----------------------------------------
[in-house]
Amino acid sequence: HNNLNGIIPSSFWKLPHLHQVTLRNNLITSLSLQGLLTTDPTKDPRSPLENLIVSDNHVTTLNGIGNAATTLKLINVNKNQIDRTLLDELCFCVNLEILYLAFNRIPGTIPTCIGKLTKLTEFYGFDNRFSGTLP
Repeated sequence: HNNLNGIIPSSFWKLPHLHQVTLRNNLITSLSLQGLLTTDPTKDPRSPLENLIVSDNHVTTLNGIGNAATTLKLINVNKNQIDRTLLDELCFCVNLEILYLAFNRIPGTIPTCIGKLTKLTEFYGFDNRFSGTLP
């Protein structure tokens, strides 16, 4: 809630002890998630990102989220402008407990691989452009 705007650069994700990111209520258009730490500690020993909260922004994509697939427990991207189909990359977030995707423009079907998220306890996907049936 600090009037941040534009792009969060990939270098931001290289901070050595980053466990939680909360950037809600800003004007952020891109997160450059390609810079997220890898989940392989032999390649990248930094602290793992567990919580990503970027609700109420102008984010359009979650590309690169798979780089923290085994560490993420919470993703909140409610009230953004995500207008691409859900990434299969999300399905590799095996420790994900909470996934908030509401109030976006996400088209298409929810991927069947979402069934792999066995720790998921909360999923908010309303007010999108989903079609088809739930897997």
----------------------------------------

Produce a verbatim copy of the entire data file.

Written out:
[in-house]
Amino acid sequence: HNNLNGIIPSSFWKLPHLHQVTLRNNLITSLSLQGLLTTDPTKDPRSPLENLIVSDNHVTTLNGIGNAATTLKLINVNKNQIDRTLLDELCFCVNLEILYLAFNRIPGTIPTCIGKLTKLTEFYGFDNRFSGTLP
Repeated sequence: HNNLNGIIPSSFWKLPHLHQVTLRNNLITSLSLQGLLTTDPTKDPRSPLENLIVSDNHVTTLNGIGNAATTLKLINVNKNQIDRTLLDELCFCVNLEILYLAFNRIPGTIPTCIGKLTKLTEFYGFDNRFSGTLP
């Protein structure tokens, strides 16, 4: 809630002890998630990102989220402008407990691989452009 705007650069994700990111209520258009730490500690020993909260922004994509697939427990991207189909990359977030995707423009079907998220306890996907049936 600090009037941040534009792009969060990939270098931001290289901070050595980053466990939680909360950037809600800003004007952020891109997160450059390609810079997220890898989940392989032999390649990248930094602290793992567990919580990503970027609700109420102008984010359009979650590309690169798979780089923290085994560490993420919470993703909140409610009230953004995500207008691409859900990434299969999300399905590799095996420790994900909470996934908030509401109030976006996400088209298409929810991927069947979402069934792999066995720790998921909360999923908010309303007010999108989903079609088809739930897997």